Congratulations to Lisa Bromfield (UWS), who won the 2014 Wiley Fundamental Ecology Award for her project "Individual strategies to cope with environmental change: A test of the pace-of-life syndrome hypothesis".
Congratulations also go to Timothy Sutton (also from UWS). Timothy's project "Ecology & evolution of fig pollinator - parasite interactions" was highly commended.
The judges were Heloise Gibb, Angela Moles, and the 2013 Wiley Award winner Petah Low
More about Lisa's project:
There is a clear gap in our understanding of the behavioural and metabolic physiological adaptations of small mammas that enable them to survive and reproduce in the face of seasonal and day-to-day variation in environmental conditions. This knowledge deficit is of particular ecological significance in Australian environments, which are often characterised by low and highly variable primary productivity. In response to these harsh conditions, >40% of terrestrial Australian mammal species have evolved an ability to greatly reduce their energy requirements by employing bouts of torpor -a controlled temporary reduction in body temperature. Torpor use has been associated with a reduced risk of extinction among mammals.
Despite metabolic energy expenditure being important for coping with environmental change, large individual variation in metabolic rate and torpor use is commonly reported, even within populations. These consistent individual differences are functionally linked with differences in activity and daily energy budgets. The recently formulated pace-of-life syndrome (POLS) hypothesis proposes that variation in single traits, such as metabolic rate, cannot be understood in isolation because selection has favoured the expression of correlated suites of behavioural, physiological and life-history traits. Yet so far no studies have integrated thermal physiology and thermoregulatory behaviour with other key traits as proposed by the POLS hypothesis. This is an important research topic because intraspecific variation in metabolic physiology may be a critical evolutionally mechanism for the persistence of populations in the face of environmental change.
My PhD project provides a robust, experimental test for consistent individual differences (CIDs) and correlations among key behavioural (boldness and activity), physiological (metabolism and stress response) and life-history (growth rate and reproductive effort) traits in wild-caught house mice (Mus musculus). I will apply a standardised protocol of ecologically relevant measurements across multiple generations to measure: a) consistent and correlated individual differences in key behavioural, physiological and life-history traits; and b) the genetic versus environmental causes of measured CIDs in pace-of-life traits. I will also determine the environment-dependent consequences of measured individual variation in behaviour and metabolic physiology to thermoregulatory behavioural and energetic performance in field experiments conducted under semi-natural conditions.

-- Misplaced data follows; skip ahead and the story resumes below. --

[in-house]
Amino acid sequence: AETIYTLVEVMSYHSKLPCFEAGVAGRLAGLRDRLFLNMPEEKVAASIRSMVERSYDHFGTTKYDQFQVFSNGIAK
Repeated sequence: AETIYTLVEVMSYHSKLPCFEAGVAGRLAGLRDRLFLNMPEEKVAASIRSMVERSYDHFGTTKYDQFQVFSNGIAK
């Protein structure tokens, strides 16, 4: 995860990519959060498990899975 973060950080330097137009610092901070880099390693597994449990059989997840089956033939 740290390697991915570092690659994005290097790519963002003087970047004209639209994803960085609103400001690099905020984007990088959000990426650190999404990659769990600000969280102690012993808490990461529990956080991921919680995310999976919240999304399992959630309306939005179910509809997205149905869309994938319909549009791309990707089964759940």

This research will help uncover the integrated mechanisms that allow individuals to cope with changes in environmental conditions and determine the importance of these mechanisms to the resilience of populations. These coping mechanisms are especially important for Australian mammals because of our naturally unproductive soils and variable climates. Moreover, habitat degradation and introduced predators have caused the extinction and ongoing decline of many small Australian mammals. These population declines are underpinned by individual responses to variation in food availability, habitat quality and predation risk.